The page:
Personality development determines your level of personal development.

That is the Ladder Principle.

“99% of leadership failures are character failures.”- Norman Schwarzkopf



Climbing the personality ladder is something I always do on purpose.

It didn’t just happen to me.

It may also not just happen to you.

It took me a few decades to develop the right mindset

and learn how to put the “ladders”

in order that helped me improve my situation.

These are the steps on the personality ladder

that have empowered me to climb even higher.

Perhaps they will also help you to rise.

Live the life of your dreams:

Be brave enough to live the life of your dreams according to your vision

and purpose instead of the expectations

and opinions of others. ― Roy T. Bennett


1. I will focus on being a good person rather than a good person – Personality is important

I believe that it is a normal desire for people

to care about their own appearance.

There’s nothing wrong with that.

What can get us into trouble is worrying about our appearance rather

than who we really are.

Our reputation comes

from what others believe about our appearance.

Representative personality the people inside us.

And the good news is

that if you focus on perfecting your personality rather than your looks,

over time your appearance will also improve.

Why do I say that?

It takes sunshine and rain to make a rainbow.

There would be no rainbows without sunshine and rain. ― Roy T. Bennett 


The Mind of Life

More than 2,500 years ago,

the aphorismatic author said,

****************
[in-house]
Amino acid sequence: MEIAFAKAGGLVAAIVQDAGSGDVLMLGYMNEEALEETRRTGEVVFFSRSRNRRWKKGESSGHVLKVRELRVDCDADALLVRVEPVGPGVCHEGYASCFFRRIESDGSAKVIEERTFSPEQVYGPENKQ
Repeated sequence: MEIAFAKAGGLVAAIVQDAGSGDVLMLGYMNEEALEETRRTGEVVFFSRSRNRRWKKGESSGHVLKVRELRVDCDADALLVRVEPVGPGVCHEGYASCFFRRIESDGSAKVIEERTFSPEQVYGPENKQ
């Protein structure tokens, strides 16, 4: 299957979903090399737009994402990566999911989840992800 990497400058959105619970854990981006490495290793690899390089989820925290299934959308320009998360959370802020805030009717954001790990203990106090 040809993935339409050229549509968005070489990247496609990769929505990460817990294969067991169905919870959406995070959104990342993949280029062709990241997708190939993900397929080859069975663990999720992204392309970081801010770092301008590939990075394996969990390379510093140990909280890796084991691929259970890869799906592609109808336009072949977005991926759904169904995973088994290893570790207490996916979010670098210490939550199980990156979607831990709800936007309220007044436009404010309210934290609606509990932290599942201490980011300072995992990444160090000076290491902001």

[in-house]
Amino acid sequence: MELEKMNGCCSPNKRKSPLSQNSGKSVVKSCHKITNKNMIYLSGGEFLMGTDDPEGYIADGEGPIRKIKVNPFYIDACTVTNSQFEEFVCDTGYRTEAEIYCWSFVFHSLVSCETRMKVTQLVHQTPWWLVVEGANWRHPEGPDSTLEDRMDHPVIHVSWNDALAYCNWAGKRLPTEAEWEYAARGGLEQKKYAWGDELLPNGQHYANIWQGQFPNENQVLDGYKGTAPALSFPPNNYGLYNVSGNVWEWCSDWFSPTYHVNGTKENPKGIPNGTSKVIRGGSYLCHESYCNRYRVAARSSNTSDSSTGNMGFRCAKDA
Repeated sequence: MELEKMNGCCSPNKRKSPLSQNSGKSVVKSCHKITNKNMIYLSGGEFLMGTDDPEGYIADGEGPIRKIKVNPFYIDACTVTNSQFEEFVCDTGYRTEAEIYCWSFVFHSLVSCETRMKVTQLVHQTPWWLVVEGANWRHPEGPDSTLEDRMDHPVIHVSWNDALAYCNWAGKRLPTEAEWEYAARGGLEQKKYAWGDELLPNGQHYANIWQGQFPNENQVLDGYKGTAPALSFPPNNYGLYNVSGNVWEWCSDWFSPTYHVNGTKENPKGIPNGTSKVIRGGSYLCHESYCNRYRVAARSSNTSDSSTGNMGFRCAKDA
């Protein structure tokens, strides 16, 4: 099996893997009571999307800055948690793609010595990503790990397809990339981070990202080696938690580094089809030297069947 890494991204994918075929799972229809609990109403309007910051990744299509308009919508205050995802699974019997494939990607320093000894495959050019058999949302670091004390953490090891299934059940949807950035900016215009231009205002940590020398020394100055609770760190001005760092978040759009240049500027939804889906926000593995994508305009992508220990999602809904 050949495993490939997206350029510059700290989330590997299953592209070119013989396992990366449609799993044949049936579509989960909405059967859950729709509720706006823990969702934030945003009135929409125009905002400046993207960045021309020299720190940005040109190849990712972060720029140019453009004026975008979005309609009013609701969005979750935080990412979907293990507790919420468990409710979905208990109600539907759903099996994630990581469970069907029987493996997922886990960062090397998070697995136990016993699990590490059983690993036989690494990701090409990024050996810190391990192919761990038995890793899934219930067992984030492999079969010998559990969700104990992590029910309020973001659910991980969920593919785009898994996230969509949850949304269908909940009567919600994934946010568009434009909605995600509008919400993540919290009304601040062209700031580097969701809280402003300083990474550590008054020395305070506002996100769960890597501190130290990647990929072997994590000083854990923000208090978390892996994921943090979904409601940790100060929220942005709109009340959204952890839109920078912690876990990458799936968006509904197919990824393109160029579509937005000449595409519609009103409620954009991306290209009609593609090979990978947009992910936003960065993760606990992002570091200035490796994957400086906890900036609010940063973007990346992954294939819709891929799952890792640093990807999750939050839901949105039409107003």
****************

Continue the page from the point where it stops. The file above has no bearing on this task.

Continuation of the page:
what we think in our hearts,

we become.

That ancient idea has been repeated by other wise writers

and confirmed and determined by modern science.

Coaches teach about the importance of visualizing victory.

Psychologists point to the power of self-awareness on human behavior.

Doctors note the impact of a positive attitude and hope on a cure.

What we believe in is really powerful.

We reap what we sow.

The things we do or don’t do in our daily lives shape who we are.

If you don’t take care of your heart, mind and soul,

it will change who you are on the outside as well as the inside.

Internal victories come before outer victories

If you do what needs to be done

when it is needed most,

one day you can do what you want

when you want to.

In other words, before you can do it,

you have to think you can.

If you do what needs to be done

when it is needed most,

one day you can do what you want

when you want to.

I often observe people

who seem to be doing all the right things on the surface,

yet they still can’t succeed.

When that happens,

I often conclude that something is wrong internally

and needs to be changed.

The right actions on the outside combined

with the wrong motives

inside will not bring lasting progress.

The right way of talking outside with the wrong thinking

inside will not bring lasting success.

Showing concern on the outside with a heart of hatred

or contempt within will not bring lasting peace.

Continuous growth and long-term success are the result of a balance

between the internal and external factors of our lives.

And must have right thinking first plus solid character traits,

we have the foundation for growth.

Inner development is completely within our control

We often cannot decide what happens to us,

but we can always decide what happens inside of us. Jim Rohn says:

Personality is a quality that manifests many important traits

such as integrity,




and wisdom.

Unlike fingerprints that are born at birth

and cannot be changed,

personality is something you create

within yourself and are responsible for changing.

When we fail to make the right choices about our personalities,

we deny ourselves ownership.

We belong to others – whoever gains control over us.

And that puts us in a bad position.

How can you reach your potential

and become the person